This area is known as Caleta Tortuga Negra.
BB To G Vision 040  BB To G Vision 052
As we neared we could see just how low the water is - for a rainy season it has been incredibly dry. A sea turtle glides in the shade.
BB To G Vision 058  BB To G Vision 059  BB To G Vision 072
Another sea turtle, a couple of spotted rays and eagle rays pass to say hello.
BB To G Vision 073
Eagles look like baby brown manta rays.
BB To G Vision 076
Herds of them swim up to us and gently brush past our extended hands.
BB To G Vision 071
Chino took us down blind alleys, to incredibly shallow areas where he tilted the outboard and across large expanses, herds still visiting.
BF To G Vision 022
A great blue heron signals our passing back to Vision.
BF To G Vision 003  BF To G Vision 001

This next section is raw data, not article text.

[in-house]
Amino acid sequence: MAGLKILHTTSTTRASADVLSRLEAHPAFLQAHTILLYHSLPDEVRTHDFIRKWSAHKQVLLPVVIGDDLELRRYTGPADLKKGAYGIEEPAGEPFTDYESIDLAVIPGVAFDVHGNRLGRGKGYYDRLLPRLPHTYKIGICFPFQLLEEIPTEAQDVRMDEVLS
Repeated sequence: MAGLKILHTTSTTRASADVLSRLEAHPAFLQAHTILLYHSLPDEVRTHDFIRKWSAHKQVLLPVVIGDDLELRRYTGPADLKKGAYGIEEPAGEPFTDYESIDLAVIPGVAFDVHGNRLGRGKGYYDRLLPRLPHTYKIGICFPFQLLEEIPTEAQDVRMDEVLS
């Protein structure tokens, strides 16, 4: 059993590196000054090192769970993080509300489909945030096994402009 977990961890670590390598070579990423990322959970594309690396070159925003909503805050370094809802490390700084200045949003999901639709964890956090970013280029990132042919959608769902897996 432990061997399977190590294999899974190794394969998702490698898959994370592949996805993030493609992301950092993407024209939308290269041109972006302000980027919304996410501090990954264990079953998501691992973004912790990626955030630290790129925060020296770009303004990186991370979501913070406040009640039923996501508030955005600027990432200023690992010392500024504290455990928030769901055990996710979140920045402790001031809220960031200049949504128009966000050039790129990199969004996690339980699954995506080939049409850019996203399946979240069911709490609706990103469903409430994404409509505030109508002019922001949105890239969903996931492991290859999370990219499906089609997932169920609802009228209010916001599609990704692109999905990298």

Back on board it’s time to leave the anchorage and head out of the channel
BF To G Vision 015
Douglas has to take us through a very narrow, marked channel.
BF To G Vision 012
The usual suspects on the rocks and ..........................
BF To G Vision 021  BF To G Vision 017
BF To G Vision 020  BF To G Vision 016
They make good use of the marker buoys.
BB To G Vision 025  BB To G Vision 026
The captains (as Ricardo looks on, he is the Spanish guide on board, but he works hard in his spare time to learn English) confer on things navigation (Bad Elf on his IPad the topic of conversation). Overnight we are on passage to Bartholomew Island.